IN 1992, NOT long after I had started writing a column for The Houston Post, I received a letter from a reader named Michael Dale, who was very much in disagreement with something I wrote. Unlike most of the ranting and often profane letters and calls I got (this was before email and social media) from right-wing readers, the letter struck me as a sincere person’s sane plea for dialogue.
So I responded, as I often did, by inviting him to join me for a meal, a cup of coffee or a beer so we could discuss our differences. He was clearly surprised but he accepted and we met at a restaurant not far from the Post building.
We became friends. That friendship lasted even as I moved to Washington and back to Houston while he moved to Atlanta and New York, Baton Rouge and, finally, Austin, where he died early Wednesday morning.
IT WAS AN improbable friendship. Michael was white, straight and middle-class, a son of the South (devoted fan of University of Alabama football). He was reared in the Southern Baptist Church.
I was the gay son of Mexican immigrants, a former migrant worker who grew up Catholic and had become disenchanted with the whole organized religion thing. And I never was into college football. About the only thing we had in common was that we were both Astros fans.
I can’t claim we were close, close friends. I never met his family or other friends, for instance, and he never met mine. We never hung out together, but over the years, he always reached out to me, and we’d get together for a meal if we could manage it. We even went to see the Astros play at Yankee Stadium once.
When he moved to Austin a little more than a year ago, we talked about meeting more often, but the only visit we managed was getting together for coffee once soon after he learned of his cancer diagnosis.
While hopeful about his prognosis, Michael made it clear it didn’t look good. But he was not about to let his situation get him down. He had recently married, his job and financial situation were good, his family was supportive. And, above all, he still had his faith, which would not be shaken.
FAITH WAS probably the Number One topic of conversation in our chats, emails and text messages – faith, and politics and how the two had unfortunately become entwined in recent decades.
“I call out these so-called ‘leaders’ for not teaching the gospel yet driving fear and loathing among their community,” he wrote once. “That is not who we are called to be. I have my convictions based on the faith delivered once for all and they do not include political power. The good news I have been given I want to share with others, then let God do the work, not the state!!”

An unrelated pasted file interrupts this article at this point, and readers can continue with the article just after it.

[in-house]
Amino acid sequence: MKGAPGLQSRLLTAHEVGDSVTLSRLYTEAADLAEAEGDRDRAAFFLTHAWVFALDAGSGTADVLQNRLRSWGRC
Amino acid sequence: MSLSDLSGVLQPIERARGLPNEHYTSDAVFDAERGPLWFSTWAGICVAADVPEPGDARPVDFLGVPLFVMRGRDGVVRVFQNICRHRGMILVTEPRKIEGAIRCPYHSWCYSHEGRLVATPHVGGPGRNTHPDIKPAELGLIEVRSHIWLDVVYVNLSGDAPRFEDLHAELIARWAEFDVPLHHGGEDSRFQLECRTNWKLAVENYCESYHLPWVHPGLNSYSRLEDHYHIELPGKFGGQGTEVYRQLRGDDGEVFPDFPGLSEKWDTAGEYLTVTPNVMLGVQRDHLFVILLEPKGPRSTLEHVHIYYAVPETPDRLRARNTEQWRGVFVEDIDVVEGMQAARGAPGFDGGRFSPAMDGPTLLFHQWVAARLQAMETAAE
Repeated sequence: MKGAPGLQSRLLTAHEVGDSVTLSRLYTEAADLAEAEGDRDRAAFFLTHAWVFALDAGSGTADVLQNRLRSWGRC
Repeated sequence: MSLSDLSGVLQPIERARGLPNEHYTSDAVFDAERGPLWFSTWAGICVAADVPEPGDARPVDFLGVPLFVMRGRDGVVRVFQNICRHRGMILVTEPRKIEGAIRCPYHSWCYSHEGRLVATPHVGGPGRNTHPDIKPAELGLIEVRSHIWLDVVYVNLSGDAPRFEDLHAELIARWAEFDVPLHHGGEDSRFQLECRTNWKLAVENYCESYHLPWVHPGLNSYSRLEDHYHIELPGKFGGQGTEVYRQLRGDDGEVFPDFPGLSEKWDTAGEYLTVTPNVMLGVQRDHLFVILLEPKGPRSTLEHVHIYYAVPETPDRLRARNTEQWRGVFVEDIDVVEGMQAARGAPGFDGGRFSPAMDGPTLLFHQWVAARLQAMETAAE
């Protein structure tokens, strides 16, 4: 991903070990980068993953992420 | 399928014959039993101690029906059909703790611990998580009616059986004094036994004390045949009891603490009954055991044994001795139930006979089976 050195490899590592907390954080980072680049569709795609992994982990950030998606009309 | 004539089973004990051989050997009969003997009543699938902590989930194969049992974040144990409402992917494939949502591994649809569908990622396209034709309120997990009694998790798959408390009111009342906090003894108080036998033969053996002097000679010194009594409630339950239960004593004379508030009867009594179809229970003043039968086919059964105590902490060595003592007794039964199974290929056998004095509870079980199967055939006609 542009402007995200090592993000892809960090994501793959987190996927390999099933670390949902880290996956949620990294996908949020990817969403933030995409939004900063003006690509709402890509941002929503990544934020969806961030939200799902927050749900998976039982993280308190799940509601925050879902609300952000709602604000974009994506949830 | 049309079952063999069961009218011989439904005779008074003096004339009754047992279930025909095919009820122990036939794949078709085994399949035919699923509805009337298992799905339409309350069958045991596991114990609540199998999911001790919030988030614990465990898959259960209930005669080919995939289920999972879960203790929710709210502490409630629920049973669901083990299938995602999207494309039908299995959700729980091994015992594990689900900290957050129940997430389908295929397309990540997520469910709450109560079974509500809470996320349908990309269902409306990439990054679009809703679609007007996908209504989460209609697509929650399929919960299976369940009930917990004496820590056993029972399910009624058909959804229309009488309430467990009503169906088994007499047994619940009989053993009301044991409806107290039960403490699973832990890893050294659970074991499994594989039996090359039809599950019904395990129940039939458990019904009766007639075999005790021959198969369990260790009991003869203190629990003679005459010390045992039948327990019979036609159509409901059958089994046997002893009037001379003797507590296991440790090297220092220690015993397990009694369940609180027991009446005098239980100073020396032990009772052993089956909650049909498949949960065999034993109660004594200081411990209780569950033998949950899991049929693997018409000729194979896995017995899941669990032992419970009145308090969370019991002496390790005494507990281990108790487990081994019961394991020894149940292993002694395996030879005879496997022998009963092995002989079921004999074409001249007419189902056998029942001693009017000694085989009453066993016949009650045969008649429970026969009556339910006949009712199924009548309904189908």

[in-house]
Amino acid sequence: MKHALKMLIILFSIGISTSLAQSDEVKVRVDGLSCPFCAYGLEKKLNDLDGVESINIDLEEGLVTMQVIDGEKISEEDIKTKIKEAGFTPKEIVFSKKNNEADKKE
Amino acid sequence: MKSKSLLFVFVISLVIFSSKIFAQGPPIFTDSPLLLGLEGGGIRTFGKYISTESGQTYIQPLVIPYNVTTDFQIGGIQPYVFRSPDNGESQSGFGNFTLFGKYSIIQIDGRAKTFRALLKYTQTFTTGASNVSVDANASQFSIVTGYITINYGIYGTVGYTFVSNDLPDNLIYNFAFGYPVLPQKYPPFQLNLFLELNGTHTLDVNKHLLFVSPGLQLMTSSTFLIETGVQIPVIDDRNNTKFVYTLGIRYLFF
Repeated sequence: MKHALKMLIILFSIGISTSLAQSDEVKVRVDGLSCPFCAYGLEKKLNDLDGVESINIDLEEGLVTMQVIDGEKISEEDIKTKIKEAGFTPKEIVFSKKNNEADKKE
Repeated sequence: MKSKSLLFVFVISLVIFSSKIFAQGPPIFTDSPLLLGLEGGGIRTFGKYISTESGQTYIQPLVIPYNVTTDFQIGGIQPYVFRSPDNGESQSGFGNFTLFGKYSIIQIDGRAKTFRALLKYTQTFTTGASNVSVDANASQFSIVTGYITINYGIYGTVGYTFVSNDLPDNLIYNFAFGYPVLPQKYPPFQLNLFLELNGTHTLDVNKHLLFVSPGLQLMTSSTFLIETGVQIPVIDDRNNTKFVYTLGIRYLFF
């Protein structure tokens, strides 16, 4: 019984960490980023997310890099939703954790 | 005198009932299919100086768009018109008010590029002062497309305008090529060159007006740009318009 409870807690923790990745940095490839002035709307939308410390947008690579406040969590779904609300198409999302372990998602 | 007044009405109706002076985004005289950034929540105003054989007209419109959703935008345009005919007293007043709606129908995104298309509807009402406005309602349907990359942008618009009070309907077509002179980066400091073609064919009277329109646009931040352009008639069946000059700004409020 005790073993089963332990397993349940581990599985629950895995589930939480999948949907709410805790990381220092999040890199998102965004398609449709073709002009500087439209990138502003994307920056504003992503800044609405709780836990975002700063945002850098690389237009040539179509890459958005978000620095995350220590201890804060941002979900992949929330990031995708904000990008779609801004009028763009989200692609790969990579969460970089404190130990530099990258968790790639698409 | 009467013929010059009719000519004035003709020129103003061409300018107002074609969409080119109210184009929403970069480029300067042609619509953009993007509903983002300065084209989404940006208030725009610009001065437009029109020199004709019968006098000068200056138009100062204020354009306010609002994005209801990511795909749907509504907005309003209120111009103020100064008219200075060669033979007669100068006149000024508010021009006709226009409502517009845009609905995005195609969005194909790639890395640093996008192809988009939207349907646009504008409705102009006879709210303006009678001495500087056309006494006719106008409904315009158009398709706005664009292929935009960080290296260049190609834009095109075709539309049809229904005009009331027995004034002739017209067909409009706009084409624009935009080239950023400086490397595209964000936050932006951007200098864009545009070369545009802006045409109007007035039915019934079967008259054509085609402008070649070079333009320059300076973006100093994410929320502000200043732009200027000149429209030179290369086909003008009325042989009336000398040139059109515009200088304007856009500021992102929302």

Many of today’s right-wing Christian leaders are “charlatans, very wealthy ones at that, who will be judged harshly,” he said, adding, “I pray they fade into oblivion quickly!!”
Michael detested Donald Trump, calling him a creation of FOX-News, someone who is willing to exploit the sense of victimhood among middle-class and lower-income whites. He never voted for him.
I never ceased to be wowed by Michael’s insights and his ability to express his thoughts, and I often told him so.
“I find myself struggling to string together the words needed to formulate a response to your amazing email,” I wrote to him once. “At a time when shouting is the accepted form, when finger-pointing and the airing of grievances have replaced deliberate debate, you present me with this very sane, provocative and well-written share airing of ideas, concerns and – yes – anguish. That you chose me as your audience filled me with a deep sense of gratitude and humility.”
Though heartbroken about the state of today’s politics, Michael remained optimistic.
“Biden will be inaugurated,” he wrote a year ago. “Life will continue, families will enjoy their time together, people will get married, children born, some people will leave this earth yet through it all, God is sovereign.”
That, he said, “brings me such comfort, especially recently.” Meaning: since his cancer diagnosis.
That coffee-shop meeting was the last time we were to get together. He mentioned perhaps sharing a meal at an outdoor venue on one of his next trips here, depending on what the situation was with Covid.
After that, there were only a few text messages. Among them was this from September 20: “I ask you forgive me if I ever harmed you over the years. Never my intent.”
To which I replied: “I can’t think of a single time, my friend.”
I REGRET I did not take the opportunity to ask for his forgiveness in return. Typical self-centered me. Maybe I’d not done anything that would require forgiveness, but I should have been as generous as he was by giving him the opportunity to decide that.
I am so sorry Michael is gone. I am sad I will not be able to listen to his calm, soothing voice of reason and sanity and Christian love. I am sorry I never got to see him together with his new bride (his eyes beamed whenever he talked about her!).
I once told him I was glad he had reached out to me that day in 1992, and that he continued to reach out.
And I am so happy I wrote a column almost 30 years ago, the one that raised Michael’s ire enough to write to me.
I will miss his kindness, his decency and his goodness.